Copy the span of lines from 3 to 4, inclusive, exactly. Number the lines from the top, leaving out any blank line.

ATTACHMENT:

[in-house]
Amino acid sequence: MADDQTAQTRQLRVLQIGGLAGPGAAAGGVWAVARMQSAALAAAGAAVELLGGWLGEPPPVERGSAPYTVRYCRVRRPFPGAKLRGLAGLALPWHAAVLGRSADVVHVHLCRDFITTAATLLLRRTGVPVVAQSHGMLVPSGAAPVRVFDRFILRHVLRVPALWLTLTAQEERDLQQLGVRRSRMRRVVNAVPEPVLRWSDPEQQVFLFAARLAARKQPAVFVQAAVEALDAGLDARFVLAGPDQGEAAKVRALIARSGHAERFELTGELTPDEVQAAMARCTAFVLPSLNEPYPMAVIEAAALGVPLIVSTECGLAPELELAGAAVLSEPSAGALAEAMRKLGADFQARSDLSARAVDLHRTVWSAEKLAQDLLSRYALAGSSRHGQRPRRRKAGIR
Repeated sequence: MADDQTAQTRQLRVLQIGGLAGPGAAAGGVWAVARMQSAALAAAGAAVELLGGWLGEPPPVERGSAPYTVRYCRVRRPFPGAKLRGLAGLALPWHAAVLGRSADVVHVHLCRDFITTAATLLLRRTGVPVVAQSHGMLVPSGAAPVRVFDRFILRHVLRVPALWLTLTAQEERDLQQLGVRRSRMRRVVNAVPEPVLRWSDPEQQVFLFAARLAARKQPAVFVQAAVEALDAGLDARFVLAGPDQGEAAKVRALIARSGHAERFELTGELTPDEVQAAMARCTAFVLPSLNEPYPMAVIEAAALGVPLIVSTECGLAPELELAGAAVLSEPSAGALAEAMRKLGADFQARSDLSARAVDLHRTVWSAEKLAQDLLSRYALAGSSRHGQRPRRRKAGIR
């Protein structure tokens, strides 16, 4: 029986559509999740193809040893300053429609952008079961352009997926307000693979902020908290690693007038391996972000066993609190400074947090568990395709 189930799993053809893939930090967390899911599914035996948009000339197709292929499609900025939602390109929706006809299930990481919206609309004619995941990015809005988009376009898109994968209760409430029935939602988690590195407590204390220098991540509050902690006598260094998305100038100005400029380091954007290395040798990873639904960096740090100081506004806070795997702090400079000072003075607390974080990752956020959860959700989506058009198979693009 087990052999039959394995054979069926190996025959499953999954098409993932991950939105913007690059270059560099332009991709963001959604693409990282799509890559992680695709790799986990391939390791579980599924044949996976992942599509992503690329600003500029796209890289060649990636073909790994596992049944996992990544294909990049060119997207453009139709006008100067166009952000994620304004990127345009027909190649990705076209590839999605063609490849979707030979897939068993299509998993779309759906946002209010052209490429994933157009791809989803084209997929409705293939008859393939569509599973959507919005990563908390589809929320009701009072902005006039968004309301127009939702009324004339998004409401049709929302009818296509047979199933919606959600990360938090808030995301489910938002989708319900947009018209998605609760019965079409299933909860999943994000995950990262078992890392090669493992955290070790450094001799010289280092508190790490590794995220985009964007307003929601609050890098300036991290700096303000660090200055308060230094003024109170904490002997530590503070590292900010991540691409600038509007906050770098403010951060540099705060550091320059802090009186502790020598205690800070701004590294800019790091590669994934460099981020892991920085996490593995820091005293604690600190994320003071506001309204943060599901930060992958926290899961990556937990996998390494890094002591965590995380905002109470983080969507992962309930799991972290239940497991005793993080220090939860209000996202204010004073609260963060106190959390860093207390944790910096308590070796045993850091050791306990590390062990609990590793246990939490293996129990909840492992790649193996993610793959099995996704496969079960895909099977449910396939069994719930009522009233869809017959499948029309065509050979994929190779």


Repeated sequence: MADDQTAQTRQLRVLQIGGLAGPGAAAGGVWAVARMQSAALAAAGAAVELLGGWLGEPPPVERGSAPYTVRYCRVRRPFPGAKLRGLAGLALPWHAAVLGRSADVVHVHLCRDFITTAATLLLRRTGVPVVAQSHGMLVPSGAAPVRVFDRFILRHVLRVPALWLTLTAQEERDLQQLGVRRSRMRRVVNAVPEPVLRWSDPEQQVFLFAARLAARKQPAVFVQAAVEALDAGLDARFVLAGPDQGEAAKVRALIARSGHAERFELTGELTPDEVQAAMARCTAFVLPSLNEPYPMAVIEAAALGVPLIVSTECGLAPELELAGAAVLSEPSAGALAEAMRKLGADFQARSDLSARAVDLHRTVWSAEKLAQDLLSRYALAGSSRHGQRPRRRKAGIR
């Protein structure tokens, strides 16, 4: 029986559509999740193809040893300053429609952008079961352009997926307000693979902020908290690693007038391996972000066993609190400074947090568990395709 189930799993053809893939930090967390899911599914035996948009000339197709292929499609900025939602390109929706006809299930990481919206609309004619995941990015809005988009376009898109994968209760409430029935939602988690590195407590204390220098991540509050902690006598260094998305100038100005400029380091954007290395040798990873639904960096740090100081506004806070795997702090400079000072003075607390974080990752956020959860959700989506058009198979693009 087990052999039959394995054979069926190996025959499953999954098409993932991950939105913007690059270059560099332009991709963001959604693409990282799509890559992680695709790799986990391939390791579980599924044949996976992942599509992503690329600003500029796209890289060649990636073909790994596992049944996992990544294909990049060119997207453009139709006008100067166009952000994620304004990127345009027909190649990705076209590839999605063609490849979707030979897939068993299509998993779309759906946002209010052209490429994933157009791809989803084209997929409705293939008859393939569509599973959507919005990563908390589809929320009701009072902005006039968004309301127009939702009324004339998004409401049709929302009818296509047979199933919606959600990360938090808030995301489910938002989708319900947009018209998605609760019965079409299933909860999943994000995950990262078992890392090669493992955290070790450094001799010289280092508190790490590794995220985009964007307003929601609050890098300036991290700096303000660090200055308060230094003024109170904490002997530590503070590292900010991540691409600038509007906050770098403010951060540099705060550091320059802090009186502790020598205690800070701004590294800019790091590669994934460099981020892991920085996490593995820091005293604690600190994320003071506001309204943060599901930060992958926290899961990556937990996998390494890094002591965590995380905002109470983080969507992962309930799991972290239940497991005793993080220090939860209000996202204010004073609260963060106190959390860093207390944790910096308590070796045993850091050791306990590390062990609990590793246990939490293996129990909840492992790649193996993610793959099995996704496969079960895909099977449910396939069994719930009522009233869809017959499948029309065509050979994929190779």